Astronauts who live on the International Space Station reach there through some other spacecraft but how do they get into the ISS from that spacecraft? Apart from all the other dangers involved in the space travel; the movement from one vehicle to the other comes with its additional risks.
The astronauts could float away in space while they spacewalk from the craft to the ISS, but to prevent that from happening, all astronauts use tethers to make sure that they do not get away from the spacecraft.
In 1973, Pete Conrad and Joe Kerwin were trying to repair a solar array on an extra-vehicular activity (EVA) on Skylab which suddenly deployed, and they were thrown off the space station. Their tethers kept them from floating away into space.
Every task comes with some probability of failure so, what could happen if the tether fails? NASA designed the Manned Maneuvering Unit (MMU) – a jet-powered backpack that allows the astronaut to control their movement in space. The MMU, packed with 11.4 kg of Nitrogen, was tested in 1984 in the first spacewalk without a tether.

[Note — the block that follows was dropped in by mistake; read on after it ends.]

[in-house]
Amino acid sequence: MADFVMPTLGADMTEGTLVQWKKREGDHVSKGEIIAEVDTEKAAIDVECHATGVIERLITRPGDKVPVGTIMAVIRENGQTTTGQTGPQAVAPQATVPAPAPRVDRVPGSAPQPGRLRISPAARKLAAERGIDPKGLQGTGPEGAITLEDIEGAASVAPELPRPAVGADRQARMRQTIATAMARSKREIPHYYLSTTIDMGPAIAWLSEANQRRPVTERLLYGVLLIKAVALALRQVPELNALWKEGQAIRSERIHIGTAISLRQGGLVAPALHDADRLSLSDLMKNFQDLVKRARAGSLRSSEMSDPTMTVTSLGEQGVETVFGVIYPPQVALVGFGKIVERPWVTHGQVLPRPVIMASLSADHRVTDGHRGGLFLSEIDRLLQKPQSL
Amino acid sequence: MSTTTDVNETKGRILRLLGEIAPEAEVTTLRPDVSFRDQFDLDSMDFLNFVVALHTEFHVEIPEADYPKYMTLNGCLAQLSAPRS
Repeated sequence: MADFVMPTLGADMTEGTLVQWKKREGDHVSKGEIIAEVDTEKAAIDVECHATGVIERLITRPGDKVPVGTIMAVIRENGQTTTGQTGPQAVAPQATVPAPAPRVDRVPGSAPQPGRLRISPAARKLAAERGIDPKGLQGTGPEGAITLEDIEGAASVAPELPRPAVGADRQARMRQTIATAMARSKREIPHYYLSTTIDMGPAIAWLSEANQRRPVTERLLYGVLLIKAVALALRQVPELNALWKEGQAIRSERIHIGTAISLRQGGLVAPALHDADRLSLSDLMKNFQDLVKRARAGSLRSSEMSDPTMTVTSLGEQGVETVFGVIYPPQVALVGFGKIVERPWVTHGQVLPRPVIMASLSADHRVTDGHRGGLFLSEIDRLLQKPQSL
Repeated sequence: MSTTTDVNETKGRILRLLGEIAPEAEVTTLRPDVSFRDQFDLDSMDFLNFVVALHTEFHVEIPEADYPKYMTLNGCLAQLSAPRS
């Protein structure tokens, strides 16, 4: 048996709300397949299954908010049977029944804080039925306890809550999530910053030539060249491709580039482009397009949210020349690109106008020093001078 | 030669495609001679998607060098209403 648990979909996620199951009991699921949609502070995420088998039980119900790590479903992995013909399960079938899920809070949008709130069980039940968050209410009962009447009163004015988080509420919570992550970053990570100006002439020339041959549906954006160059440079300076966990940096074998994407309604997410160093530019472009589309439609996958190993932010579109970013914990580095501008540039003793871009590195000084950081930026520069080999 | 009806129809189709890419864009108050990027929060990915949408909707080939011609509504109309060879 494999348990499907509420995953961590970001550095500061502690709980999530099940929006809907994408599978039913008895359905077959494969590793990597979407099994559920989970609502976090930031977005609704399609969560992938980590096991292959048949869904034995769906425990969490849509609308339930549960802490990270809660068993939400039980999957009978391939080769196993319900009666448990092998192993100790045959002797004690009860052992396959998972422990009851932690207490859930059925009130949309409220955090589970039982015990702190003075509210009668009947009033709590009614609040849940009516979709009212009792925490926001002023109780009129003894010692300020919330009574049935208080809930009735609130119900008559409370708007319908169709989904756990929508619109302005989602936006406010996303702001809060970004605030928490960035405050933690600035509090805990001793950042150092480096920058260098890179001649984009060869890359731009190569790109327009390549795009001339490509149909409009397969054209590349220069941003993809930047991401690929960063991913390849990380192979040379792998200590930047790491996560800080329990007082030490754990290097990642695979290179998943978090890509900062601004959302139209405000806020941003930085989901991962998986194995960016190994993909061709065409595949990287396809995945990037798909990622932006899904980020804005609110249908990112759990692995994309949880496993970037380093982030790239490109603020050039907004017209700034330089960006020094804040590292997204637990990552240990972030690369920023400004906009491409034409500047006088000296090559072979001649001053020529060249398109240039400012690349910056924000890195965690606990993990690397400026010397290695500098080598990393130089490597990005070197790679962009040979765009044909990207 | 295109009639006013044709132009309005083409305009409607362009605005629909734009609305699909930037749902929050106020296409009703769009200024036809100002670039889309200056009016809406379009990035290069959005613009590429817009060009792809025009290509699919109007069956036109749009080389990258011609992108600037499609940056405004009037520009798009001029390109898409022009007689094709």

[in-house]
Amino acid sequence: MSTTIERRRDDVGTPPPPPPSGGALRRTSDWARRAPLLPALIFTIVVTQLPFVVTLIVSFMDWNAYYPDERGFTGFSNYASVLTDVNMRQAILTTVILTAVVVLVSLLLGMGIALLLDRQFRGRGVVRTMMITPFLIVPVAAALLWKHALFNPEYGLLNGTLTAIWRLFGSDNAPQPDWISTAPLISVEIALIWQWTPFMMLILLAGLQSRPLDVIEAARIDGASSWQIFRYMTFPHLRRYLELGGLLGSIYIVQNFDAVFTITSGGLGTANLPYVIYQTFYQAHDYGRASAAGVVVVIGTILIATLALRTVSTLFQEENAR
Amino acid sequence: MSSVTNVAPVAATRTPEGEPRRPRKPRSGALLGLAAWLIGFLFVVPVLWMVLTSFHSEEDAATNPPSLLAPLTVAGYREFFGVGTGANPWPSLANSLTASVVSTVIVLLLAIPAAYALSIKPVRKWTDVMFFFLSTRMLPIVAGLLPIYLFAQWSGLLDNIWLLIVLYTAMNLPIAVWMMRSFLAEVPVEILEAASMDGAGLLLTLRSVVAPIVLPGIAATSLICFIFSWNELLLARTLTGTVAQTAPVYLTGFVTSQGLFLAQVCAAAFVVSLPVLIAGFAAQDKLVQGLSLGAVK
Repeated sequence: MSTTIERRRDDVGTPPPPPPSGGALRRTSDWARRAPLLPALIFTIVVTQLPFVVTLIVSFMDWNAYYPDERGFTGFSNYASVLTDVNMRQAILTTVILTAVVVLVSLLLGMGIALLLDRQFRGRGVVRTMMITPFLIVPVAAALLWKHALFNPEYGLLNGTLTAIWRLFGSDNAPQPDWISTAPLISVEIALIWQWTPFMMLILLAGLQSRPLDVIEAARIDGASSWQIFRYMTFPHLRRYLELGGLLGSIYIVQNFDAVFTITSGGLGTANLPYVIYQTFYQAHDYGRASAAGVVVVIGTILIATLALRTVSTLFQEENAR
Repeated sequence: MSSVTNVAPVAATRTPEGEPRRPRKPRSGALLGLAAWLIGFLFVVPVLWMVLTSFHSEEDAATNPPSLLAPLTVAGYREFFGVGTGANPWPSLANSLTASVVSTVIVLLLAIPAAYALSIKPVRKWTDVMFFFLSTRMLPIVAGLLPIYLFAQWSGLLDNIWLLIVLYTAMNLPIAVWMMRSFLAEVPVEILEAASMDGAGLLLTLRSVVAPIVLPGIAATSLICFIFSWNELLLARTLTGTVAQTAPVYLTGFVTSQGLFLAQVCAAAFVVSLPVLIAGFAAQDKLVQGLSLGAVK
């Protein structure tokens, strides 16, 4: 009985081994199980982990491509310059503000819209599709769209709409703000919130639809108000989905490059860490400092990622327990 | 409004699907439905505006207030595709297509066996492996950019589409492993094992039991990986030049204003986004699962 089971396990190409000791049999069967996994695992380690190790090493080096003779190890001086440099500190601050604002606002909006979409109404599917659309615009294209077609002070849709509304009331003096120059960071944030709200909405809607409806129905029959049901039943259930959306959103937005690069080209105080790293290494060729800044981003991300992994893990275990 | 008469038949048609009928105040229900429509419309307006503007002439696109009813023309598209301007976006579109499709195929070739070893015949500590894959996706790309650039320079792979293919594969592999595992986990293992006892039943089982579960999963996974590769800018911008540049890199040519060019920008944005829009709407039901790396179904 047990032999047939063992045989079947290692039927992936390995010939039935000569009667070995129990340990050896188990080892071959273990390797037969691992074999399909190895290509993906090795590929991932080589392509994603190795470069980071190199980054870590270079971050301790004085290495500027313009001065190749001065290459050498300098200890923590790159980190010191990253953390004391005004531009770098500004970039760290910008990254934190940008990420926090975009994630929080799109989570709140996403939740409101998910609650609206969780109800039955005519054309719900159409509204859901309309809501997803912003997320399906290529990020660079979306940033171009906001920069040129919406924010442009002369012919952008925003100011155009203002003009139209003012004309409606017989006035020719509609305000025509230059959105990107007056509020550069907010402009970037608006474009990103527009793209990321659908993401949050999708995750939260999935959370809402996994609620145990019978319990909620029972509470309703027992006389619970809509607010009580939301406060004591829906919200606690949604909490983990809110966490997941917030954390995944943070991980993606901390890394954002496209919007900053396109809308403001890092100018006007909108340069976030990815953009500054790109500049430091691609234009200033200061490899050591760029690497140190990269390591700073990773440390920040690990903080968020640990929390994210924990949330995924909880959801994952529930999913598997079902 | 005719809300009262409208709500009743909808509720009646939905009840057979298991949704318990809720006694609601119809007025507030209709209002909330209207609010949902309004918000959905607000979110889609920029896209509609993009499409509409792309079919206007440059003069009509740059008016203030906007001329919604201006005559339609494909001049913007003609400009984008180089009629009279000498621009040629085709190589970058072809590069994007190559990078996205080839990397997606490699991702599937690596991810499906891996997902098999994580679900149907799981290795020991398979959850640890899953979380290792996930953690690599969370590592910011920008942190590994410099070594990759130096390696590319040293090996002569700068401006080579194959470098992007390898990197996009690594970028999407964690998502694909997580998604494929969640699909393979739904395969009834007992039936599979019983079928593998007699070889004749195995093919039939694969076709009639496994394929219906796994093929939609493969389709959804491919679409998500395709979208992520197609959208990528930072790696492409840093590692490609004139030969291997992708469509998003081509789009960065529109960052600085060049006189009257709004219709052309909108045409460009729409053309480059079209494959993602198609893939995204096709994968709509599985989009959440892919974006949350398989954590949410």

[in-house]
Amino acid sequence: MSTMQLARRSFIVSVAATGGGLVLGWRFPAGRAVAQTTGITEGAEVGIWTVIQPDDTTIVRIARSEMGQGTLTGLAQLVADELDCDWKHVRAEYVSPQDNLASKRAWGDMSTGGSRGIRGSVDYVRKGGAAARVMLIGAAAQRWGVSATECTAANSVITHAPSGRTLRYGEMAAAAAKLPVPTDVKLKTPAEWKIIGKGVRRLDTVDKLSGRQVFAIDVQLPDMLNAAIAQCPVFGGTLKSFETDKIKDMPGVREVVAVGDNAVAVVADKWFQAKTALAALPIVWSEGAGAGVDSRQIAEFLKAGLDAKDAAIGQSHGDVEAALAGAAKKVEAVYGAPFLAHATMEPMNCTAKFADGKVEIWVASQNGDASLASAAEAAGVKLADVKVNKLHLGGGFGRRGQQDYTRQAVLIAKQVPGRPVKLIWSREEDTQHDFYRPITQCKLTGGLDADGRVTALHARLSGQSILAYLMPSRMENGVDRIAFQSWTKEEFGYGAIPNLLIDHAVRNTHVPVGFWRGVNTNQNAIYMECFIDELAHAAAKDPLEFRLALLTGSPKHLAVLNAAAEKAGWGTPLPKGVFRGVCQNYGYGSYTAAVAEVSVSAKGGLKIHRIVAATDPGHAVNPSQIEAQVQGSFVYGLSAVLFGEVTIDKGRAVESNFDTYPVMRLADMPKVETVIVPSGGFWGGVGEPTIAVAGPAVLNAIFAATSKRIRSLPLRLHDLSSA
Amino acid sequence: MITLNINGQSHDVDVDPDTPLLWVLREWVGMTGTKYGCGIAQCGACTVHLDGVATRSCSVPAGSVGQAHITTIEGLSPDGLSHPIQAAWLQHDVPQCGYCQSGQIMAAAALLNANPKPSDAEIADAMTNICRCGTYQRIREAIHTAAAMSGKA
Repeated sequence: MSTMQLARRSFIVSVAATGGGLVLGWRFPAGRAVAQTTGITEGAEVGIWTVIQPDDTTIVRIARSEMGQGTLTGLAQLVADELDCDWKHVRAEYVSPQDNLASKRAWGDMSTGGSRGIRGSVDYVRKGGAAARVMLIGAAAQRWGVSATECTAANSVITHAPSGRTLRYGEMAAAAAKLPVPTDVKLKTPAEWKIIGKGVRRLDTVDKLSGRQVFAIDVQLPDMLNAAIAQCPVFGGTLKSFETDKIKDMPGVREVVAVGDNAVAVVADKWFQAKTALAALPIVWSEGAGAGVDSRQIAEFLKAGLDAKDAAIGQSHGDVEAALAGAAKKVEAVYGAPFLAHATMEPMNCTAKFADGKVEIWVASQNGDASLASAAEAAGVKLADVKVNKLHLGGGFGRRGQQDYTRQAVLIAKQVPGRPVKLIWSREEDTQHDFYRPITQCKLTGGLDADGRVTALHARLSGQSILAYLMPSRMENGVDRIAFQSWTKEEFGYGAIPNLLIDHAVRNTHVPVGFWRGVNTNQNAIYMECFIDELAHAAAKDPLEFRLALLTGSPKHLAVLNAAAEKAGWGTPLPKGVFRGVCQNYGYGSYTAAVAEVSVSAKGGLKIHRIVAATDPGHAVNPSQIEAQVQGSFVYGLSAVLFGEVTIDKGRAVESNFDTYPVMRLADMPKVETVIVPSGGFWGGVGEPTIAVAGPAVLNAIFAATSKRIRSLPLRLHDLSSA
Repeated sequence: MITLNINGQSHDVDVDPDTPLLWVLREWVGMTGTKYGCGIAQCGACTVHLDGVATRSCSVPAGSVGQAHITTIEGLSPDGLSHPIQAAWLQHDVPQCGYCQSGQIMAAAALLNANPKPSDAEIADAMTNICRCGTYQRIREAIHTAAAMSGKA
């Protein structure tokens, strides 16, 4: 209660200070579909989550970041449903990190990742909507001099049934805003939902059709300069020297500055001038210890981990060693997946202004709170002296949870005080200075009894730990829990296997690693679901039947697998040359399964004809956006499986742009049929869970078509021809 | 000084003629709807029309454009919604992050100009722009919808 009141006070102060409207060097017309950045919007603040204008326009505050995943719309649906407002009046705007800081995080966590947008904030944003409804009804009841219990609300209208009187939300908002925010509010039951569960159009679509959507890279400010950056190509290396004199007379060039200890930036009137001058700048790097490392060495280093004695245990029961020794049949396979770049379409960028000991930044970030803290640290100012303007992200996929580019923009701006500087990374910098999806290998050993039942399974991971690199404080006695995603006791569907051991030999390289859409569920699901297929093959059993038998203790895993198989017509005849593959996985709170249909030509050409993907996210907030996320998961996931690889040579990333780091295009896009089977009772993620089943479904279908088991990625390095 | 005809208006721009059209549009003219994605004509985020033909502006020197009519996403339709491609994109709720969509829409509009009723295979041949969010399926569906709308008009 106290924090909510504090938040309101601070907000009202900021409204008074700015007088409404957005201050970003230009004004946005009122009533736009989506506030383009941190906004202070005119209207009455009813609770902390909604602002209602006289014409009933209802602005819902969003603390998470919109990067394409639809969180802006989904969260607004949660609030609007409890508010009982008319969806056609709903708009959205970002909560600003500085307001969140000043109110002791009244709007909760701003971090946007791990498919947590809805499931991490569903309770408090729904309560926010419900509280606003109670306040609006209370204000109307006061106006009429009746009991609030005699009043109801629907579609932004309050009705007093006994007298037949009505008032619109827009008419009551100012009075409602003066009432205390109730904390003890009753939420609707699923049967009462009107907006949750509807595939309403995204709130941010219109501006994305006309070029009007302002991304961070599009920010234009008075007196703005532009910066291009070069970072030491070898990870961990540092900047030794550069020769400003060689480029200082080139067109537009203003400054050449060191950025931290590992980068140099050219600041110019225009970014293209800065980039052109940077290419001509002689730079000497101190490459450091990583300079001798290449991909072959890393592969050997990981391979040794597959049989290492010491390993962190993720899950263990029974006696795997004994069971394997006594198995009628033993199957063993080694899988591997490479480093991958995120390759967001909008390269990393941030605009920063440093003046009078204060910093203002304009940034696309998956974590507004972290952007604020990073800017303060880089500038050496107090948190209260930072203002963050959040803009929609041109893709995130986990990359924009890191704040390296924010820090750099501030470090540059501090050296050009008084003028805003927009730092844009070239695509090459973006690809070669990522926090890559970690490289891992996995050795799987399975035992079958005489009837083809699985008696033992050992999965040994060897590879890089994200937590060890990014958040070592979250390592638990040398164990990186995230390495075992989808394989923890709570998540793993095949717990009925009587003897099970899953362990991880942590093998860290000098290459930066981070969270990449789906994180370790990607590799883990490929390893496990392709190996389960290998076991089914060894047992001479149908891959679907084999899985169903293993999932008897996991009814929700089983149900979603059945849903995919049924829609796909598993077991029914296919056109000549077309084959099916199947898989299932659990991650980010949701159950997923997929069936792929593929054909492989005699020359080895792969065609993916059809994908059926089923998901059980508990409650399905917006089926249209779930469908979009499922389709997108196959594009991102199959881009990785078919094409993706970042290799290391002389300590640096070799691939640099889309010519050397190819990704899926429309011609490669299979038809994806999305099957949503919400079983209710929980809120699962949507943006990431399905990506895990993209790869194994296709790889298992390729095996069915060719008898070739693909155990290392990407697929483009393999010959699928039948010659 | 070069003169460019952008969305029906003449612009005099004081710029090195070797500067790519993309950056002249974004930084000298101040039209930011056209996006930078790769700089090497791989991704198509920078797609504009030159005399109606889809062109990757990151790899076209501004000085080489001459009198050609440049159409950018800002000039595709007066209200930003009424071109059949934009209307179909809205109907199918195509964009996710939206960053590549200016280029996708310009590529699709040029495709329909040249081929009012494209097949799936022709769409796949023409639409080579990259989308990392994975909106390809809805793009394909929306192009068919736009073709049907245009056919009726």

The massive MMUs are no longer used and are replaced by Simplified Aid For EVA Rescue (SAFER). The SAFER is a device weighing only 1.4 kg that is attached to the backpack of the suit. The self-contained propulsive jetpack system is used in an emergency situation where an astronaut loses physical contact with the spacecraft. The SAFER will provide free-flying mobility to the crew member with a speed of 6-8 miles an hour, equivalent to that of a fast jog. Nonetheless, the speed is enough to carry the astronaut back to the space vessel.
So far, there has been no such situation in which the astronauts needed to use the SAFER. The jetpack has, however, been tested in controlled conditions in space. The most useful feature of it is that it helps to maintain the balance and keeps the astronaut from tumbling which is an arduous task, in itself.
In either scenario, if an astronaut were to go loose; the tethers, MMU, and the jetpack are the emergency rescue possibilities. The only thing that can not be done to save an astronaut from floating away in space is the maneuver of the ISS. If the astronaut floats away and is not wearing SAFER, there is still hope of running into the ISS again, half an orbit later. However, when we consider the difference between the drag of a human and that of the ISS; the chances of the astronaut making it back to the station look very slim.
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